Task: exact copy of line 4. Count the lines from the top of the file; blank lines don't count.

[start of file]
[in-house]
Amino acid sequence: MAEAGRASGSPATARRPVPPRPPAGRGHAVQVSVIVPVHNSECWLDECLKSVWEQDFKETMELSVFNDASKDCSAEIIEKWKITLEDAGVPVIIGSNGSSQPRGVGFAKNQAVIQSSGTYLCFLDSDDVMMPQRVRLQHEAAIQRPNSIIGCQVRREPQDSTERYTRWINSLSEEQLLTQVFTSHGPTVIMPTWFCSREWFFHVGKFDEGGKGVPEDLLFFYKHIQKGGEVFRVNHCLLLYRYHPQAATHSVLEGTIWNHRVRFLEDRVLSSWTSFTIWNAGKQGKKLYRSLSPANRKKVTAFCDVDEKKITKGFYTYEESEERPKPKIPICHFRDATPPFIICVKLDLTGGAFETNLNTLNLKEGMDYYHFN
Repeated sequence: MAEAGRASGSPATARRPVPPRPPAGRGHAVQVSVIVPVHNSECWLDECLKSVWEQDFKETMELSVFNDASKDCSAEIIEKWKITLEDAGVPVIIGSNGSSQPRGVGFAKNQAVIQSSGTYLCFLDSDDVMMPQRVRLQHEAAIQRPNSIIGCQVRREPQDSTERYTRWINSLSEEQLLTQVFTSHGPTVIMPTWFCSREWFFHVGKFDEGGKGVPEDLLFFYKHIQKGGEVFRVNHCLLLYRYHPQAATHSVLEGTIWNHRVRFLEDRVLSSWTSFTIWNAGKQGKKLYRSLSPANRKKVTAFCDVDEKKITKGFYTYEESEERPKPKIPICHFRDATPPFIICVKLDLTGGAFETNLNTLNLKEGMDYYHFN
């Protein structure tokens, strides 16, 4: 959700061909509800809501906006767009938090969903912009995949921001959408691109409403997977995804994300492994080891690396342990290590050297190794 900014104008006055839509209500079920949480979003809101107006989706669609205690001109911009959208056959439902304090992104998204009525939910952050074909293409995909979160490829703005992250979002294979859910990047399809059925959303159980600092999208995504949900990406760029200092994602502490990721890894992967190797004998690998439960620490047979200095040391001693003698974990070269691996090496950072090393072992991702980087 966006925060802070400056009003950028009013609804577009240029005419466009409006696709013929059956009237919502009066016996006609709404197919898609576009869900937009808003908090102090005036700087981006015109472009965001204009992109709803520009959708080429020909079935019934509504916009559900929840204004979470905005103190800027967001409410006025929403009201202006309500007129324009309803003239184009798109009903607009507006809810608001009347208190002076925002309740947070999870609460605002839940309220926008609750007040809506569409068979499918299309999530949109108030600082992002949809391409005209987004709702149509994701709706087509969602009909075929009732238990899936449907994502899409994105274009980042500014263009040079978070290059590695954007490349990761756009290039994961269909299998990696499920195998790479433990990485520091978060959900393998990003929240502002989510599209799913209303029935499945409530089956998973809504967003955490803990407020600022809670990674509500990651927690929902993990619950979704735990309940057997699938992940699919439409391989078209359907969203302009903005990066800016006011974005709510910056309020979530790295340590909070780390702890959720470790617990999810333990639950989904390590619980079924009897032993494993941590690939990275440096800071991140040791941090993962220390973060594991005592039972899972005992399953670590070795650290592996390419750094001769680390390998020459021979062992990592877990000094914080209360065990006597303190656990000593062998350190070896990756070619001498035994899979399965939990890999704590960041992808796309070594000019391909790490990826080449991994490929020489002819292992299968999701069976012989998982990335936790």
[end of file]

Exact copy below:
């Protein structure tokens, strides 16, 4: 959700061909509800809501906006767009938090969903912009995949921001959408691109409403997977995804994300492994080891690396342990290590050297190794 900014104008006055839509209500079920949480979003809101107006989706669609205690001109911009959208056959439902304090992104998204009525939910952050074909293409995909979160490829703005992250979002294979859910990047399809059925959303159980600092999208995504949900990406760029200092994602502490990721890894992967190797004998690998439960620490047979200095040391001693003698974990070269691996090496950072090393072992991702980087 966006925060802070400056009003950028009013609804577009240029005419466009409006696709013929059956009237919502009066016996006609709404197919898609576009869900937009808003908090102090005036700087981006015109472009965001204009992109709803520009959708080429020909079935019934509504916009559900929840204004979470905005103190800027967001409410006025929403009201202006309500007129324009309803003239184009798109009903607009507006809810608001009347208190002076925002309740947070999870609460605002839940309220926008609750007040809506569409068979499918299309999530949109108030600082992002949809391409005209987004709702149509994701709706087509969602009909075929009732238990899936449907994502899409994105274009980042500014263009040079978070290059590695954007490349990761756009290039994961269909299998990696499920195998790479433990990485520091978060959900393998990003929240502002989510599209799913209303029935499945409530089956998973809504967003955490803990407020600022809670990674509500990651927690929902993990619950979704735990309940057997699938992940699919439409391989078209359907969203302009903005990066800016006011974005709510910056309020979530790295340590909070780390702890959720470790617990999810333990639950989904390590619980079924009897032993494993941590690939990275440096800071991140040791941090993962220390973060594991005592039972899972005992399953670590070795650290592996390419750094001769680390390998020459021979062992990592877990000094914080209360065990006597303190656990000593062998350190070896990756070619001498035994899979399965939990890999704590960041992808796309070594000019391909790490990826080449991994490929020489002819292992299968999701069976012989998982990335936790």